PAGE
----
Suffering from a sleep disorder could be an early indicator of
Alzheimer's disease.


Researchers at the Washington University School of Medicine
carried out tests on mice and discovered the normal sleep-wake
cycle in bed is significantly
disrupted when the first signs of Alzheimer's plaques appear in the
brain.


The study - which is going to be published in Science
Translational Medicine - builds on a previous investigation carried
out in 2009 that linked sleep problems and Alzheimer's for the
first time.


According to the latest research, as Alzheimer's plaques form in
the brains of mice, their average sleep times dropped to 30 minutes
per hour of daylight, which represents a ten-minute reduction on
the average for the nocturnal animals.


Dr David Holtzman, head of Washington University's department of
neurology and senior author of the investigation, said that in the
future the presence of sleeping problems may be "a rapid indicator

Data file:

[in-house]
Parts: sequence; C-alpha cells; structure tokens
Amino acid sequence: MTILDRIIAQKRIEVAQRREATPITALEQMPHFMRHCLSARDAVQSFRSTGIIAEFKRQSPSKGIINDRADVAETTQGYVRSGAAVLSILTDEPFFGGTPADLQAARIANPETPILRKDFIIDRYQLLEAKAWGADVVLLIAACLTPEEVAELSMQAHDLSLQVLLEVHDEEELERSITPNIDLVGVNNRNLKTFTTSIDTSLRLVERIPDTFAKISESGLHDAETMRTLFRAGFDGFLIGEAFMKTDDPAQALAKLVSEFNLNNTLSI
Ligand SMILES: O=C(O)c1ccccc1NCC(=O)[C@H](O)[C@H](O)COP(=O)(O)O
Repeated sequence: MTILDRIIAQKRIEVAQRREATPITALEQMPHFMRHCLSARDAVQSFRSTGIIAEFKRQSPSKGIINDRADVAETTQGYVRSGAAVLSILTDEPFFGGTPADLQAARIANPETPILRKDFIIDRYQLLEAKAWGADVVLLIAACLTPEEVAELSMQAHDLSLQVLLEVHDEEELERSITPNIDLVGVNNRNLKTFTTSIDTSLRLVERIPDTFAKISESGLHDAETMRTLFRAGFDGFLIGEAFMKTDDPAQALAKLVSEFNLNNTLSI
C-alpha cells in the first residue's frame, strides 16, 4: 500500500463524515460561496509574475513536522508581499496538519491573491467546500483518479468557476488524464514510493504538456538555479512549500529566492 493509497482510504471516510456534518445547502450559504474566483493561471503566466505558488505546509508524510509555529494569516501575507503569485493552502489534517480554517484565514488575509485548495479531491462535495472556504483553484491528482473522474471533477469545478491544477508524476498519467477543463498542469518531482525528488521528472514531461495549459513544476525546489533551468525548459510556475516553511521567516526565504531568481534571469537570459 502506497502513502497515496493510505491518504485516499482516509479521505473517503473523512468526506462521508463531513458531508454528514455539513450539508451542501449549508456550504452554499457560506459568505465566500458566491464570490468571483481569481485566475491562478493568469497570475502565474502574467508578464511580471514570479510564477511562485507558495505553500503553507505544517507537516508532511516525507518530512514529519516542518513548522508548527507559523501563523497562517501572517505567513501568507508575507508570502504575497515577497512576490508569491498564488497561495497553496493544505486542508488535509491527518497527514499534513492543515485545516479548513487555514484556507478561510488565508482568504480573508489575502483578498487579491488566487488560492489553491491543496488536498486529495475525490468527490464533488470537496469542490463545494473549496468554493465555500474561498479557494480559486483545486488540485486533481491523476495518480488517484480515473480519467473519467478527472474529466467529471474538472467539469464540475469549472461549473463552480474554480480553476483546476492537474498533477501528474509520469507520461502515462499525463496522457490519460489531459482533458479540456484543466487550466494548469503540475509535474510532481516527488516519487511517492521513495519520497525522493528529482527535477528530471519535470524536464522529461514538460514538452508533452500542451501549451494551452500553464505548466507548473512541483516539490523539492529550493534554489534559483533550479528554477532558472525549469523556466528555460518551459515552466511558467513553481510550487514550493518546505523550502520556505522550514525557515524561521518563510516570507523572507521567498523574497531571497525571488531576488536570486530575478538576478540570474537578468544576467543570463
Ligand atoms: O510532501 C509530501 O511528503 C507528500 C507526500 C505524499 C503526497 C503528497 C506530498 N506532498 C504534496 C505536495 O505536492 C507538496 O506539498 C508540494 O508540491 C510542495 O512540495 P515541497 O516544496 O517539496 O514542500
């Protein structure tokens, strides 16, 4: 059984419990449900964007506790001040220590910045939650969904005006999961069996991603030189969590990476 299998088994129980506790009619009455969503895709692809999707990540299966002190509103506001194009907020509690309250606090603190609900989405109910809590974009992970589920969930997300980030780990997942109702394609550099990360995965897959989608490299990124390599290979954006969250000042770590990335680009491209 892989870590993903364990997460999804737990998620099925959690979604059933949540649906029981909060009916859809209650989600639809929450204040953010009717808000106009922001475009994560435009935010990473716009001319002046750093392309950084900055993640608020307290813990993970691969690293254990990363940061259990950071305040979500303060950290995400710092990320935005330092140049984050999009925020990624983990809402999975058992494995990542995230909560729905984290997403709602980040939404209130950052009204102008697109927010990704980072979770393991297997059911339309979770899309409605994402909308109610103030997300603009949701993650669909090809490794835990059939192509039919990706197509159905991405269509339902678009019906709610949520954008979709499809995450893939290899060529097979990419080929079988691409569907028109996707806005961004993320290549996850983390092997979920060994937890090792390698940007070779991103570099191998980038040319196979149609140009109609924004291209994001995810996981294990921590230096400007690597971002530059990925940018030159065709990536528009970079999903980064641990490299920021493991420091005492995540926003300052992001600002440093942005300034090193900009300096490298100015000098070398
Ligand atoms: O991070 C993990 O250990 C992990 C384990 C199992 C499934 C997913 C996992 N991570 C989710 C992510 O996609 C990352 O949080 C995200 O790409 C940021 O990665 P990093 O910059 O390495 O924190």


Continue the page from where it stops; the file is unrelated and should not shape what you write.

of whether the new treatments are succeeding".


"If sleep abnormalities begin this early in the course of human
Alzheimer's disease, those changes could provide us with an easily
detectable sign of pathology," Dr Holtzman added.


The expert admitted the researchers are still not completely aware
of what effect sleep problems have on the human brain, especially
in terms of memory or cognitive issues. This means they have yet to
determine if reduced overall sleeping patterns or trouble staying
asleep should be causing most concern.


It comes after another study found that sleep can improve the
memory of Parkinson's sufferers, as individuals performed markedly
better on a test of working memory after a good night's rest.


The findings highlight the importance of introducing effective
sleep disorder treatments for anyone who has Parkinson's.


Postdoctoral fellow Michael Scullin, who is the first author on
the paper, said: "It was known already that sleep is beneficial for
memory, but ... we've been able to analyse what aspects of sleep
are required for the improvements in working memory
performance."


Posted by Elizabeth MewesADNFCR-1744-ID-801443490-ADNFCR